• Privacy: there were concerns about the fact the Artivity captures private data. In fact, this is the most frequent concern raised when I describe the software to colleagues. The answer is simple: Nothing leaves the computer without the user's explicit request. Artivity collects private data. This is the point of the software: it collects data automatically so that the user does not have to do it manually. But nothing is stored online. This is no different to many other applications storing personal data on the user's computer account. Transmitting this data to a server on the Internet will be possible once the development cycle finishes, but this will have to be setup by the user, if the user wishes to share their data. There is a growing community of artists who share their work openly (for example the group photo from the LGM shown here was shot by Peter Westenberg and shared under the Free Art License) and therefore having the option to share Artivity data does make sense. It also makes sense in a large institution context when collective reporting of creative work is required.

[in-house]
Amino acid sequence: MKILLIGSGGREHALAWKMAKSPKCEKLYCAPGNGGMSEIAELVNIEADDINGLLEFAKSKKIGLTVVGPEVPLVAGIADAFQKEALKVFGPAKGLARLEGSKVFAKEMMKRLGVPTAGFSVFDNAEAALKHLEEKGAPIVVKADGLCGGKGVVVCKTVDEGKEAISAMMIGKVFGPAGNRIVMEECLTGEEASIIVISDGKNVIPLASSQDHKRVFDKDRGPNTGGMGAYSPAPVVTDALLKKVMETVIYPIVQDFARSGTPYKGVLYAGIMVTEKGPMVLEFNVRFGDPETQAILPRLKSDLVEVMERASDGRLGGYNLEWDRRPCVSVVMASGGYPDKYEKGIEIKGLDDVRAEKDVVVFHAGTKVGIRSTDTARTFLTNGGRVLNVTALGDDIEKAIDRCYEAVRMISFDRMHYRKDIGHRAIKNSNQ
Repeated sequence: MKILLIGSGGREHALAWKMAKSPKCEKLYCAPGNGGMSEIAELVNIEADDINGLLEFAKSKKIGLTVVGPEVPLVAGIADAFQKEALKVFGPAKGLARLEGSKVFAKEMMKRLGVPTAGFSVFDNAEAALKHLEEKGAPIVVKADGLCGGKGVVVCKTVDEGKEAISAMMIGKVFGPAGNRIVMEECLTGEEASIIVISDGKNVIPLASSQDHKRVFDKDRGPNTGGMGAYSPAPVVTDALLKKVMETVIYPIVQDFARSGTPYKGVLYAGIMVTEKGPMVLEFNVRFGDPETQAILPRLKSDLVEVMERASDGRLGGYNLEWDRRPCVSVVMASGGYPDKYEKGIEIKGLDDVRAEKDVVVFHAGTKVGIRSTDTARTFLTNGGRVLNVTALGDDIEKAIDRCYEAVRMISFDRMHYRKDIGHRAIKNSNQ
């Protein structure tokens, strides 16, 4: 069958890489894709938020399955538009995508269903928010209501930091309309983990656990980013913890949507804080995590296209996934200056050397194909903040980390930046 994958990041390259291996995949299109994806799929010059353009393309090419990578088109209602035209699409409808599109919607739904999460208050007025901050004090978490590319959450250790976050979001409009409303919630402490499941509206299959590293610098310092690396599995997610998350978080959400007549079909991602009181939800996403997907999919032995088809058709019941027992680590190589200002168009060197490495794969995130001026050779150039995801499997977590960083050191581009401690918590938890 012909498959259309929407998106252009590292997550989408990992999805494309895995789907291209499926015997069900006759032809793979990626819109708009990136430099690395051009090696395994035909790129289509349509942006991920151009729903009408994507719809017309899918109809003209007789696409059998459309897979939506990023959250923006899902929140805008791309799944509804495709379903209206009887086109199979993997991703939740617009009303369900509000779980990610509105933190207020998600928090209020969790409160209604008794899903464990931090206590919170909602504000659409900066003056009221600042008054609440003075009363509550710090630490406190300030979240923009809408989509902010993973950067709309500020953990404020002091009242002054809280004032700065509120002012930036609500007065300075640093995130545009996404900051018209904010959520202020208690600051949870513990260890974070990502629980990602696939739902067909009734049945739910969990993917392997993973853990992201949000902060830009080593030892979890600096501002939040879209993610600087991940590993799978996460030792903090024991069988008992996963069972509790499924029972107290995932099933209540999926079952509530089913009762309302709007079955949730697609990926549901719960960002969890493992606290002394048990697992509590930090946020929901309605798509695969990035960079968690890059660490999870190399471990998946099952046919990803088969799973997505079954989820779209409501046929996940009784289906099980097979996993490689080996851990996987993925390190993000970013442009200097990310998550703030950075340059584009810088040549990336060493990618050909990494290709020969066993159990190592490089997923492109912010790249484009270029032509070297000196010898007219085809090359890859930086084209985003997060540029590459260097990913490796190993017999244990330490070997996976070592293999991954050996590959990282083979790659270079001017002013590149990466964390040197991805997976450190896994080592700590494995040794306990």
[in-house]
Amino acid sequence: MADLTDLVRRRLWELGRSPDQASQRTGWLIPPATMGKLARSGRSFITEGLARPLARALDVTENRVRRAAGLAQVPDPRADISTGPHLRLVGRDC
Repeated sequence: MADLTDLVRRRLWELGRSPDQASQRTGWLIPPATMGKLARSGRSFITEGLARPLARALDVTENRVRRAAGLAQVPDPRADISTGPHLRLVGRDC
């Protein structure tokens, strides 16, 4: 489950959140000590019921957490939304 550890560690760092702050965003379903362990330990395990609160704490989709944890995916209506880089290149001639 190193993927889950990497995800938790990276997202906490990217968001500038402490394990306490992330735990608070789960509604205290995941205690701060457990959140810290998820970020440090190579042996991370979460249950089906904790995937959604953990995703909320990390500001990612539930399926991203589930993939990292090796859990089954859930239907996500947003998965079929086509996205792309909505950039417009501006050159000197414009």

• Interpretation: another interesting point was raised which has to do with the interpretation of artistic process by a researcher looking back at the data captured by Artivity about an artist's work. The point being that this interpretation is too subjective. Indeed, the data collected by Artivity does not tell a story. A researcher looking at the data in relation to the finished artwork and trying to make sense of it all builds a narrative of an interpretation. But this is how art historians work when working with conventional archives. They typically identify a starting point with a suggestion and then look at archives to support this. Subjectivity and interpretation is present in art history anyway. What Artivity tries to do it to bring this practice to digital art and make sure that when art historians in the future require evidence to support their narratives, Artivity can provide these.